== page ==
Summer is almost here and AAA has already announced that it expects to rescue 7 million drivers nationwide this summer. That includes 169,000 calls for roadside assistance in Arizona, a 1.2 percent increase compared to 2016. In Arizona alone, AAA expects to jumpstart more than 57,000 car batteries, change more than 21,000 tires and unlock more than 16,000 vehicles.
If you are not exactly for roadside emergencies as you hit the road for a long summer trip, you are not alone. AAA estimated that two-thirds of U.S. drivers have never proactively had their cars battery-tested, and one in five U.S. drivers don’t know how to change a tire. Also, four in 10 don’t carry an emergency kit in their vehicles. Here are seven tips to help drivers stay safe on the road this summer.
Choose your tires carefully. Too many drivers buy their tires based on initial price or appearance. Tire selection should be based on the correct size recommended for the vehicle and its loading recommendations. It is important that you consult with a knowledgeable tire or auto dealer about selecting the proper tire for your typical driving patterns.
Purchase a tire gauge and keep it handy in your vehicle at all times. A tire gauge will tell you if you need more air in your tires. Check your tire pressure at least once each month, especially before a long trip. Underinflation in tires can be dangerous because it can cause damage that could lead to tire failure. Overinflation can also cause uneven wear plus handling and stopping problems. Use the manufacturer’s recommended air pressure, which is listed on the sticker of your vehicle’s door jamb or owner’s manual as a guide.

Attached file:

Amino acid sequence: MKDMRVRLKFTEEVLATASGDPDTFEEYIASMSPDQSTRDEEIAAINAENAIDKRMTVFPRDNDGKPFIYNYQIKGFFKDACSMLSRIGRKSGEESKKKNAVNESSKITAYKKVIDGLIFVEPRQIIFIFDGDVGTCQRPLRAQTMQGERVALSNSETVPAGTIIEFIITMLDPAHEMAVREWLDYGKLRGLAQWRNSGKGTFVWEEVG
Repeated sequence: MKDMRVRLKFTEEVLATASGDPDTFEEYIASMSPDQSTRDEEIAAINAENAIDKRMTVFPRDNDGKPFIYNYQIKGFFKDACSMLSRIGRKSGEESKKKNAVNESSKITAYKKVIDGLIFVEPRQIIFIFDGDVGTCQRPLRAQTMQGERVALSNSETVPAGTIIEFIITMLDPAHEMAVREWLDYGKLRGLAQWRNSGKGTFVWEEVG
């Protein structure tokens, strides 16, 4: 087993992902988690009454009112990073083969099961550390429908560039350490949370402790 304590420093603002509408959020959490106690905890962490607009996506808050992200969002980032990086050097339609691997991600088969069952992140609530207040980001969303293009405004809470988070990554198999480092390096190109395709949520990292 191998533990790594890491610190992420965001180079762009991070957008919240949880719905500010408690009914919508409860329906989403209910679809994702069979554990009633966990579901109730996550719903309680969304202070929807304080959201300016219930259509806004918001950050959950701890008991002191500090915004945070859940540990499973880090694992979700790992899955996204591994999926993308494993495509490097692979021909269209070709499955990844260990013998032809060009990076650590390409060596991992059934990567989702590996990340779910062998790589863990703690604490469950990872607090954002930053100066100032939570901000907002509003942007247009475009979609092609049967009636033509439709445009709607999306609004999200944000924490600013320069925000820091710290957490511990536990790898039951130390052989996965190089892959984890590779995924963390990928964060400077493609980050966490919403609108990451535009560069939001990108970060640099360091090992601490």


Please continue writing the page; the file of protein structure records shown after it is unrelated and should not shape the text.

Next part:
Rotate your tires every 6,000 miles. If your tires show uneven wear, ask your mechanic to check for and correct any misalignment, imbalance or other mechanical problem involved before rotation. Inspect and measure your tire tread. You can do this by placing a penny in the tread groove. If you are able to see the top of Lincoln’s head, then it is time to replace your tires. Check the tire’s sidewalls to make sure there are no cuts, gouges or other irregularities.
Make sure you don’t overload your vehicle because it can create excessive heat inside your tires. An overloaded vehicle can put unnecessary stress on tires, which can cause damage and lead to a tire blowout. Consider replacing your tires every six years, even if their treads are not worn out. Tires tend to deteriorate as they age and could experience tread separations and other failures.
Before taking a long trip in your car, get it inspected by a qualified mechanic. The last thing you want during your summer road trip is a vehicle breakdown. At the minimum, you need to change the oil and oil filter and top off your washer fluid. You might also want to get new wiper blades, flush the coolant system and maybe, even replace the engine’s belts and hoses. Before leaving on your road trip, make sure all of your car’s lights work. If you own a vehicle that is not ready for a long trip, it might be worth your while to rent a car. Keep an emergency kit in your car at all times. This kit should include first-aid supplies, a hazard triangle, warning flares, jumper cables and flashlights with fresh batteries.